Branching – Editor Notes

Notes from the Editor – May 2016

Branch to the right

English is a subject-verb-object language. And it is considered a right-branching language.

In right-branching sentences, the subject is described first, and is followed by modifiers that provide additional information about the subject.

The prince raised the sword, clutching the hilt in both hands, grinning with madness.

In left-branching sentences, however, modifiers are presented before the introduction of the subject and verb. We are kept in suspense. We get the details first, then get to the main point. Turkish, for instance, is a left-branching language.

 Clutching the hilt in both hands, grinning with madness, the prince raised the sword.

Then there are mid-branching sentences, where the subject is put on hold and information is introduced until we reach the main verb. It causes interruptions in the flow of sentences.

The prince, clutching the hilt in both hands, grinning with madness, raised the sword.

Left-branching sentences and mid-branching sentences lack the versatility and fluidity of right-branching sentences. They are less clear, disjointed, and harder to grasp.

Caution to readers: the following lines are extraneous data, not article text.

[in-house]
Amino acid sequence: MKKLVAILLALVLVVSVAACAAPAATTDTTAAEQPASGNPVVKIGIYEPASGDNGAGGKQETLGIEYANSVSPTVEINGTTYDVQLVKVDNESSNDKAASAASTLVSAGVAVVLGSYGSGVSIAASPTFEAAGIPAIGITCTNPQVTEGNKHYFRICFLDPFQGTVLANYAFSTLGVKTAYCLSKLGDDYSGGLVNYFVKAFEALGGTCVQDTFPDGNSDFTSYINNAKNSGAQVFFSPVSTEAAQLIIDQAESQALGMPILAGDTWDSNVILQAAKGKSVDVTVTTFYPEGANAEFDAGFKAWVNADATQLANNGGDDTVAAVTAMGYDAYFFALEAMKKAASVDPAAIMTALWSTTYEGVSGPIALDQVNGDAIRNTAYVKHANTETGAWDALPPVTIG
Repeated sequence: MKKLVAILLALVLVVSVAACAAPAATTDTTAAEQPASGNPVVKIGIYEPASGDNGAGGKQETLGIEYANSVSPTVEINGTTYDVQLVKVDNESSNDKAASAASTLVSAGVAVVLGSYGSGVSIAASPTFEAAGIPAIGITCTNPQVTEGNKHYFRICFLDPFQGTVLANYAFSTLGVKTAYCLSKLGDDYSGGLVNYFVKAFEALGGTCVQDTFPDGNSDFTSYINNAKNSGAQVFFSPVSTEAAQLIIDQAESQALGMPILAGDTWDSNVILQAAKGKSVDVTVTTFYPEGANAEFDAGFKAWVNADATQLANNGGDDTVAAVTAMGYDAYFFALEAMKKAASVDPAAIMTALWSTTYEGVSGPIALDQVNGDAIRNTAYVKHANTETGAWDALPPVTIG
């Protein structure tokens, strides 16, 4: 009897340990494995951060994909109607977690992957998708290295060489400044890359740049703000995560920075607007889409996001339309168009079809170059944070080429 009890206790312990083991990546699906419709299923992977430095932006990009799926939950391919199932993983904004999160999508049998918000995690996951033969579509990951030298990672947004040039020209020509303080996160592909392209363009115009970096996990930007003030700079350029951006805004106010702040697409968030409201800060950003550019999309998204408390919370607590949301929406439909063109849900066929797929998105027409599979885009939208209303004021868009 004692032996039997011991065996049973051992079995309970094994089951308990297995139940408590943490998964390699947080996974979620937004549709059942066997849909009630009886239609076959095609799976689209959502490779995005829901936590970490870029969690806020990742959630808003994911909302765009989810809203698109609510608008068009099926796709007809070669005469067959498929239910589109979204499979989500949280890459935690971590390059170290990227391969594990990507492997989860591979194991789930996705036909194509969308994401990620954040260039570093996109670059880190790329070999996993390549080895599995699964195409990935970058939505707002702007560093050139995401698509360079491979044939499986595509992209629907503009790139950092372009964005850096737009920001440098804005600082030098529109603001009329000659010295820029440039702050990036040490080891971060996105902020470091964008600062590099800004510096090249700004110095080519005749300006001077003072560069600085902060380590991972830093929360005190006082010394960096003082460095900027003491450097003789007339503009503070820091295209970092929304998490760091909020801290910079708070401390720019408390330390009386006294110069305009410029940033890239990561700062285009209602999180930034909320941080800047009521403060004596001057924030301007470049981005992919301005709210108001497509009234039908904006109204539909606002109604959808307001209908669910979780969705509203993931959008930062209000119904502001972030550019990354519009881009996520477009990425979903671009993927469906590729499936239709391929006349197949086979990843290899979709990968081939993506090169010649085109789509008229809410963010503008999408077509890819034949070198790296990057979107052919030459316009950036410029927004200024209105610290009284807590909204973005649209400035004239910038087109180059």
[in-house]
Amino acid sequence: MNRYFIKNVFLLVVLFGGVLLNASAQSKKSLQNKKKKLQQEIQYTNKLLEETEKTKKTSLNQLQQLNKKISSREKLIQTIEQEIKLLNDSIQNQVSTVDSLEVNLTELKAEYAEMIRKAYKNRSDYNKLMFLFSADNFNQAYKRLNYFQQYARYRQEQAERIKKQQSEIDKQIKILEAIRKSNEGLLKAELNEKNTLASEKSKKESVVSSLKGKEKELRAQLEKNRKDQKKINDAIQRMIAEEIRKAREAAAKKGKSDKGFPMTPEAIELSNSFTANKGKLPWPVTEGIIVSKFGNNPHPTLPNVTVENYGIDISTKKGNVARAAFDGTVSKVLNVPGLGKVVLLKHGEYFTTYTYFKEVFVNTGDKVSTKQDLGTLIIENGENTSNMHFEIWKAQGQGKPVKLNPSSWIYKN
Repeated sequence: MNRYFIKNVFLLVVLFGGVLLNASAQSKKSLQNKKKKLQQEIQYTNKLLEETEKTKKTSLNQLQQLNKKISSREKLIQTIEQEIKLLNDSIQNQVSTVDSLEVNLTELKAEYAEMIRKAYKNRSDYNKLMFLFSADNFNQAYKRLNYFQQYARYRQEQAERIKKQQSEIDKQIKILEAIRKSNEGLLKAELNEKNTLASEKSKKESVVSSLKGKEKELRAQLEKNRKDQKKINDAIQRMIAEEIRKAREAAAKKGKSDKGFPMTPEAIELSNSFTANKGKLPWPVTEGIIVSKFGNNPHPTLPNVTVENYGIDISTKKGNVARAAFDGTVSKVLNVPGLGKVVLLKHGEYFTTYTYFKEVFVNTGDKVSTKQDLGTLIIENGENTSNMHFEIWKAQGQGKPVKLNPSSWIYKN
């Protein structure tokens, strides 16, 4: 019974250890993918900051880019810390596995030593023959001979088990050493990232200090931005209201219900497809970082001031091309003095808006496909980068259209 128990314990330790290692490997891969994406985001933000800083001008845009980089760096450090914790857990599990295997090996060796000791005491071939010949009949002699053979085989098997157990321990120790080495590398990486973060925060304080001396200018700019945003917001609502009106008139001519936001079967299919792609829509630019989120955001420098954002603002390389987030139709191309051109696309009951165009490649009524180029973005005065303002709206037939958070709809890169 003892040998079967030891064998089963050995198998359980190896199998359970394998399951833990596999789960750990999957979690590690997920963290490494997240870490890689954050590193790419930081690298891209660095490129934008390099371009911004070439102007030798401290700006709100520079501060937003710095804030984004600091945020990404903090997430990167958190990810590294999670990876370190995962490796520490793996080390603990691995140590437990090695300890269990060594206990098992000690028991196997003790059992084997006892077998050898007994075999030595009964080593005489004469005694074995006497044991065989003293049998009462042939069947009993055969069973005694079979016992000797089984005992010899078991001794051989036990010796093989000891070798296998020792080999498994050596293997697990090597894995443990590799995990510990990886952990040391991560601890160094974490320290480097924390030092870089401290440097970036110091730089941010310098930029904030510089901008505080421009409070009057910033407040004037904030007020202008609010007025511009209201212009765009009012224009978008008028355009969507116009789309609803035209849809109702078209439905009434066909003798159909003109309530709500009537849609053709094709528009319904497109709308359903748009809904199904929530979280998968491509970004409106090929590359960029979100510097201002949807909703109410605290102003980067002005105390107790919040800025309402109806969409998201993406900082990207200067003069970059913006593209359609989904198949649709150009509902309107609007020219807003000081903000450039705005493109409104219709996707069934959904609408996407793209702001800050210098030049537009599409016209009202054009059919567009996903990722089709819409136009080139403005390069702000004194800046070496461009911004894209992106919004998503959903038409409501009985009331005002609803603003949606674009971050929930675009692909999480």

In right-branching sentences, the natural emphasis is placed on the sentence’s main subject. It is at the forefront of the reader’s mind. That’s why right-branching sentences are generally held to be easier to read than other branching styles.

Unless you are writing fiction and you need suspense, opt for right-branching sentences. Keep your main subject and verb together and present them early in the sentence. Do not transfer the left-branching style of Turkish sentences into your English translations.

Check this brilliant article for more information:


Create, Narrate, Punctuate: How to Fashion Exquisitely Styled Sentences, Ramy Tadros, 2014                                                                                                                         

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